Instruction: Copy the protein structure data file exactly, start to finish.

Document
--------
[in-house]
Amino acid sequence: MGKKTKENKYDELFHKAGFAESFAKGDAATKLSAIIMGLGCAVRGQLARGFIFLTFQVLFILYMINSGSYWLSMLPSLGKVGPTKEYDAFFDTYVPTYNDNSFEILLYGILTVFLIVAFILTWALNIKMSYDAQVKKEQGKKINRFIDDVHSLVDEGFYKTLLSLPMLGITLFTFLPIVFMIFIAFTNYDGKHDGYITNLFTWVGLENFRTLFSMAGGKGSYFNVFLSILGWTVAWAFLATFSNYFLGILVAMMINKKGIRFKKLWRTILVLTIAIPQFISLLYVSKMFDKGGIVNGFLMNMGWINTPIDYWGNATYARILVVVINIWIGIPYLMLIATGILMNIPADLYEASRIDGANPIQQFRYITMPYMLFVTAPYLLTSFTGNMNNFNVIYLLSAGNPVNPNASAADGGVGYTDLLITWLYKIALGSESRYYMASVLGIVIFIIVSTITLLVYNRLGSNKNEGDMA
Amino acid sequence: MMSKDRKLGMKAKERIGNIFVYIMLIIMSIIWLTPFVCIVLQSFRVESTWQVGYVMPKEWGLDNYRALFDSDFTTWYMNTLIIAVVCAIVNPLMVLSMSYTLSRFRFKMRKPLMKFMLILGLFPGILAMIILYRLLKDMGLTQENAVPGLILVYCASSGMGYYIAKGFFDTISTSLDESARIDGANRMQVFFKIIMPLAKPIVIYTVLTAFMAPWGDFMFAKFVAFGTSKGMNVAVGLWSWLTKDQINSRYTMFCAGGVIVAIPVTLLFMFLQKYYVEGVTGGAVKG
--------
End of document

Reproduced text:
[in-house]
Amino acid sequence: MGKKTKENKYDELFHKAGFAESFAKGDAATKLSAIIMGLGCAVRGQLARGFIFLTFQVLFILYMINSGSYWLSMLPSLGKVGPTKEYDAFFDTYVPTYNDNSFEILLYGILTVFLIVAFILTWALNIKMSYDAQVKKEQGKKINRFIDDVHSLVDEGFYKTLLSLPMLGITLFTFLPIVFMIFIAFTNYDGKHDGYITNLFTWVGLENFRTLFSMAGGKGSYFNVFLSILGWTVAWAFLATFSNYFLGILVAMMINKKGIRFKKLWRTILVLTIAIPQFISLLYVSKMFDKGGIVNGFLMNMGWINTPIDYWGNATYARILVVVINIWIGIPYLMLIATGILMNIPADLYEASRIDGANPIQQFRYITMPYMLFVTAPYLLTSFTGNMNNFNVIYLLSAGNPVNPNASAADGGVGYTDLLITWLYKIALGSESRYYMASVLGIVIFIIVSTITLLVYNRLGSNKNEGDMA
Amino acid sequence: MMSKDRKLGMKAKERIGNIFVYIMLIIMSIIWLTPFVCIVLQSFRVESTWQVGYVMPKEWGLDNYRALFDSDFTTWYMNTLIIAVVCAIVNPLMVLSMSYTLSRFRFKMRKPLMKFMLILGLFPGILAMIILYRLLKDMGLTQENAVPGLILVYCASSGMGYYIAKGFFDTISTSLDESARIDGANRMQVFFKIIMPLAKPIVIYTVLTAFMAPWGDFMFAKFVAFGTSKGMNVAVGLWSWLTKDQINSRYTMFCAGGVIVAIPVTLLFMFLQKYYVEGVTGGAVKG